Prevalence of emotional and behavioural problems among 6–12 year old children in Egypt
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Epidemiological information about prevalence of child mental health problems is essential to inform policy and public health practice. This information is weak in many developing countries and those in developmental transition. There have been few such studies in Arab countries and none in Egypt. We conducted a population prevalence study of emotional and behavioural disorders among 1186 6–12 year old children in Minia, Egypt. Data was collected from teachers and parents using the Strengths and Difficulties Questionnaire with a 98 and 91% response respectively. Prevalence of abnormal symptom scores is reported for both parents and teachers. Prevalence of probable psychiatric diagnoses was measured using the SDQ multi-informant algorithm. These prevalences have then been compared to published UK data. The prevalence of emotional and behavioural symptoms was high as reported by both parents and teachers (Abnormal total difficulties: teachers 34.7% (95% CI 32.0–37.5), parents 20.6% (18.2–23.2). Abnormal prosocial scores: teachers 24.9% (22.5–27.5), parents 11.8% (9.9–13.9)) but prevalence of probable psychiatric diagnoses was much lower (Any psychiatric diagnosis 8.5% (6.9–10.5); Emotional disorder 2.0% (1.2–3.0); Conduct disorder 6.6% (5.1–8.3); Hyperactivity disorder 0.7% (0.3–1.4)). Comparison with UK data showed higher rates of symptoms but similar rates of probable disorders. Despite public, professional and political underestimation of child mental health problems in Egypt, rates of symptoms are higher than in developed countries, and rates of disorders are comparable. These findings support greater investment in community and primary care prevention and treatment initiatives.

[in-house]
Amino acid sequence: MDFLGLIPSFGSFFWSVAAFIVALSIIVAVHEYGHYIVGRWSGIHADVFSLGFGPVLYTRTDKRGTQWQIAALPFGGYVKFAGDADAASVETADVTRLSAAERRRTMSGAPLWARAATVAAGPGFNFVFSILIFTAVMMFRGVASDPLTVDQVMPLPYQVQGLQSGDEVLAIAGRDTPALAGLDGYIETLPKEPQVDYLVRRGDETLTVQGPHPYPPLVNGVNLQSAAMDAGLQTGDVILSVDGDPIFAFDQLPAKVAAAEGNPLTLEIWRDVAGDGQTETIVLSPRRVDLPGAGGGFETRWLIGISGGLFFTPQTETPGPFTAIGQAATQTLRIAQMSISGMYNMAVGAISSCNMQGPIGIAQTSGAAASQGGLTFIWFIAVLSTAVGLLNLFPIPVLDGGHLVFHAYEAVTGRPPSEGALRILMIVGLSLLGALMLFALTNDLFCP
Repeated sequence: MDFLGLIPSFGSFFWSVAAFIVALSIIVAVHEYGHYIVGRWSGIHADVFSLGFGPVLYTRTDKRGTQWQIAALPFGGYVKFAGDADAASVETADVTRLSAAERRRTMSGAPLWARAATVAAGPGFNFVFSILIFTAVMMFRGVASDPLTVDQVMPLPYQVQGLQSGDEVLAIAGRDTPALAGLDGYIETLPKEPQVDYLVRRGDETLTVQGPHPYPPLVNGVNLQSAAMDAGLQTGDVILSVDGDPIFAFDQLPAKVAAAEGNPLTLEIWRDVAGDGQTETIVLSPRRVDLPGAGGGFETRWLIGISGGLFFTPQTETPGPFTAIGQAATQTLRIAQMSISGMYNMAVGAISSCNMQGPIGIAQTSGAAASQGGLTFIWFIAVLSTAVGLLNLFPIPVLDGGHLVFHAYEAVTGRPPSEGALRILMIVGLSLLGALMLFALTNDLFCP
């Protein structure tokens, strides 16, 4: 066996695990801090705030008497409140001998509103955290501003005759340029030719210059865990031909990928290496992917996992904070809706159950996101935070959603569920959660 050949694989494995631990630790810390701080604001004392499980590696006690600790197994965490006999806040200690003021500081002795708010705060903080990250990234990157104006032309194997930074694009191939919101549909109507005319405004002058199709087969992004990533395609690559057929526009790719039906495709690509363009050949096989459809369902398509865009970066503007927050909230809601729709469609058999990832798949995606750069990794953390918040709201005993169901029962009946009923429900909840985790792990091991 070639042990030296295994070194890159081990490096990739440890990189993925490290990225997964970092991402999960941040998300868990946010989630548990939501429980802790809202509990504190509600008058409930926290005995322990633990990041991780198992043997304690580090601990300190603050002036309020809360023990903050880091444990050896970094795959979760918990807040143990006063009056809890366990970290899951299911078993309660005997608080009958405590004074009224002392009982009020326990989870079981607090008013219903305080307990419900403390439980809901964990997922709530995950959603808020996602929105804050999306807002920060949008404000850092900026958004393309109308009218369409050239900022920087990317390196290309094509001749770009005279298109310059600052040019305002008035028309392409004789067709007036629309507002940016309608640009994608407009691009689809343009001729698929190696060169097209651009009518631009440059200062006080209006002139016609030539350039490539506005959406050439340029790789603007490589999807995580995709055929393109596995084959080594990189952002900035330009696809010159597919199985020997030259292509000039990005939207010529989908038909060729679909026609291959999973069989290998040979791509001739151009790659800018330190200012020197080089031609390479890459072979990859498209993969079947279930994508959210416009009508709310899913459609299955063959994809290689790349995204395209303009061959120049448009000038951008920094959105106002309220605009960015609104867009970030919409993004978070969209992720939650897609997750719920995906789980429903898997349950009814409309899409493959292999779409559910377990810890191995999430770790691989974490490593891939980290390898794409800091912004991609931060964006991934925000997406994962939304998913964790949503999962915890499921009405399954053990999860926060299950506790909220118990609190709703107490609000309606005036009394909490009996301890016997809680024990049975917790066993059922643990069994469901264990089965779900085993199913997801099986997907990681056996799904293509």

Keywordschildren emotional and behavioural disorders mental health developing countries Egypt
We are grateful to all the teachers and parents of children in Minia who filled in the questionnaires, to the school staff who helped distribute and administer the questionnaires and to the head teachers of the individual schools and the director of Minia Regional Education authority who agreed to collaborate with the study. We thank Professor Robert Goodman for advice about the use and analysis of the Strengths and Difficulties Questionnaire. Dr. Louise Swift for providing statistical advice. This work contributed towards an MD degree at the University of East Anglia, UK, by the first author who self funded her studies.
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